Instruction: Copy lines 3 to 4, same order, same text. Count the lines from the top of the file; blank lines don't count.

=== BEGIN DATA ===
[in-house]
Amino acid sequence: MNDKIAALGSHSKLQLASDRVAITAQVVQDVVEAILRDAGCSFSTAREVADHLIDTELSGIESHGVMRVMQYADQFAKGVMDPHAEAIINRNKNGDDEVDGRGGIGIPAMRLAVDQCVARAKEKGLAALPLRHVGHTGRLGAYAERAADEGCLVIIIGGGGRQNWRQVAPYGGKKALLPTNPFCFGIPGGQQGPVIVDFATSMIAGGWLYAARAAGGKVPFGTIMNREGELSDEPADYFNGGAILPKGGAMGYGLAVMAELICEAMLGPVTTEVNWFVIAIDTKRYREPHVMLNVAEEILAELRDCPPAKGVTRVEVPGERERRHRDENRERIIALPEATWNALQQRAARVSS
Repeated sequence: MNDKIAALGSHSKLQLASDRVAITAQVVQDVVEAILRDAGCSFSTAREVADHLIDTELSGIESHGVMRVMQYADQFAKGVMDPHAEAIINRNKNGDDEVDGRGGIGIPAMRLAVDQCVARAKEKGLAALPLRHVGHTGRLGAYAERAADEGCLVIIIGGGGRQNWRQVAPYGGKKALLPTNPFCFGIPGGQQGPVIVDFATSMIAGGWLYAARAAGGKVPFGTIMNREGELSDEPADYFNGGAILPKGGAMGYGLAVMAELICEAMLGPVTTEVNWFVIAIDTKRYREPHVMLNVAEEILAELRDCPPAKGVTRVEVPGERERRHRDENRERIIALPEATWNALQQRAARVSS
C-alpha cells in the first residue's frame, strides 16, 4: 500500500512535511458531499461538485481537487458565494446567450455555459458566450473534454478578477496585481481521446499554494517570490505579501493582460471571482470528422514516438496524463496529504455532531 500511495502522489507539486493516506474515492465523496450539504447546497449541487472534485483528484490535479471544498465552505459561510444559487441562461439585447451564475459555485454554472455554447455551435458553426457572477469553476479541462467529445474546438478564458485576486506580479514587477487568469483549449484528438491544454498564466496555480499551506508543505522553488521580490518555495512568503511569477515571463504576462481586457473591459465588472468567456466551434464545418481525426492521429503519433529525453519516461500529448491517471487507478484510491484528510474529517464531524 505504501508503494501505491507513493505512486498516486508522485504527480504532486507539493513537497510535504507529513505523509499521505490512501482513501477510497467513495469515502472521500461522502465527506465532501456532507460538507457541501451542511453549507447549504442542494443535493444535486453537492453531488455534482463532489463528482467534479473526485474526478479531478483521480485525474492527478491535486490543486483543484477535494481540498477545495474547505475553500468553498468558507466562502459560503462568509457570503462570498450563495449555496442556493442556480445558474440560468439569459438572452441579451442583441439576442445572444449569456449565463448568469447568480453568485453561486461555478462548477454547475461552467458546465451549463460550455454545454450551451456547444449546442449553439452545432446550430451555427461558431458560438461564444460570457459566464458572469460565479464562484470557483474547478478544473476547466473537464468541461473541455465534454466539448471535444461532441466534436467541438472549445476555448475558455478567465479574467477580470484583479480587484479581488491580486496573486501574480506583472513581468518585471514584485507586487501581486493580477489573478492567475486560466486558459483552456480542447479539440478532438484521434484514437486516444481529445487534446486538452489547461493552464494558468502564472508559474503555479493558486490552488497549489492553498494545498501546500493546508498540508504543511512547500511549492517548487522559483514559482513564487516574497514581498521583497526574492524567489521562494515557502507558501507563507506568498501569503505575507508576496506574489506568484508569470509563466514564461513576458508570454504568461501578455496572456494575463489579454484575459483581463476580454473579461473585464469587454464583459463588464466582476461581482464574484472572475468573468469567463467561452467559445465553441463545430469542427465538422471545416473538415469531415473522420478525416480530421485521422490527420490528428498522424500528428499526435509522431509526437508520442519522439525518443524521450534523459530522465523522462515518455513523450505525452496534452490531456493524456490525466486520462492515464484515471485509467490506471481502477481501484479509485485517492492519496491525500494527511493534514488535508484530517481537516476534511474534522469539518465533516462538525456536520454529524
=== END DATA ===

Repeated sequence: MNDKIAALGSHSKLQLASDRVAITAQVVQDVVEAILRDAGCSFSTAREVADHLIDTELSGIESHGVMRVMQYADQFAKGVMDPHAEAIINRNKNGDDEVDGRGGIGIPAMRLAVDQCVARAKEKGLAALPLRHVGHTGRLGAYAERAADEGCLVIIIGGGGRQNWRQVAPYGGKKALLPTNPFCFGIPGGQQGPVIVDFATSMIAGGWLYAARAAGGKVPFGTIMNREGELSDEPADYFNGGAILPKGGAMGYGLAVMAELICEAMLGPVTTEVNWFVIAIDTKRYREPHVMLNVAEEILAELRDCPPAKGVTRVEVPGERERRHRDENRERIIALPEATWNALQQRAARVSS
C-alpha cells in the first residue's frame, strides 16, 4: 500500500512535511458531499461538485481537487458565494446567450455555459458566450473534454478578477496585481481521446499554494517570490505579501493582460471571482470528422514516438496524463496529504455532531 500511495502522489507539486493516506474515492465523496450539504447546497449541487472534485483528484490535479471544498465552505459561510444559487441562461439585447451564475459555485454554472455554447455551435458553426457572477469553476479541462467529445474546438478564458485576486506580479514587477487568469483549449484528438491544454498564466496555480499551506508543505522553488521580490518555495512568503511569477515571463504576462481586457473591459465588472468567456466551434464545418481525426492521429503519433529525453519516461500529448491517471487507478484510491484528510474529517464531524 505504501508503494501505491507513493505512486498516486508522485504527480504532486507539493513537497510535504507529513505523509499521505490512501482513501477510497467513495469515502472521500461522502465527506465532501456532507460538507457541501451542511453549507447549504442542494443535493444535486453537492453531488455534482463532489463528482467534479473526485474526478479531478483521480485525474492527478491535486490543486483543484477535494481540498477545495474547505475553500468553498468558507466562502459560503462568509457570503462570498450563495449555496442556493442556480445558474440560468439569459438572452441579451442583441439576442445572444449569456449565463448568469447568480453568485453561486461555478462548477454547475461552467458546465451549463460550455454545454450551451456547444449546442449553439452545432446550430451555427461558431458560438461564444460570457459566464458572469460565479464562484470557483474547478478544473476547466473537464468541461473541455465534454466539448471535444461532441466534436467541438472549445476555448475558455478567465479574467477580470484583479480587484479581488491580486496573486501574480506583472513581468518585471514584485507586487501581486493580477489573478492567475486560466486558459483552456480542447479539440478532438484521434484514437486516444481529445487534446486538452489547461493552464494558468502564472508559474503555479493558486490552488497549489492553498494545498501546500493546508498540508504543511512547500511549492517548487522559483514559482513564487516574497514581498521583497526574492524567489521562494515557502507558501507563507506568498501569503505575507508576496506574489506568484508569470509563466514564461513576458508570454504568461501578455496572456494575463489579454484575459483581463476580454473579461473585464469587454464583459463588464466582476461581482464574484472572475468573468469567463467561452467559445465553441463545430469542427465538422471545416473538415469531415473522420478525416480530421485521422490527420490528428498522424500528428499526435509522431509526437508520442519522439525518443524521450534523459530522465523522462515518455513523450505525452496534452490531456493524456490525466486520462492515464484515471485509467490506471481502477481501484479509485485517492492519496491525500494527511493534514488535508484530517481537516476534511474534522469539518465533516462538525456536520454529524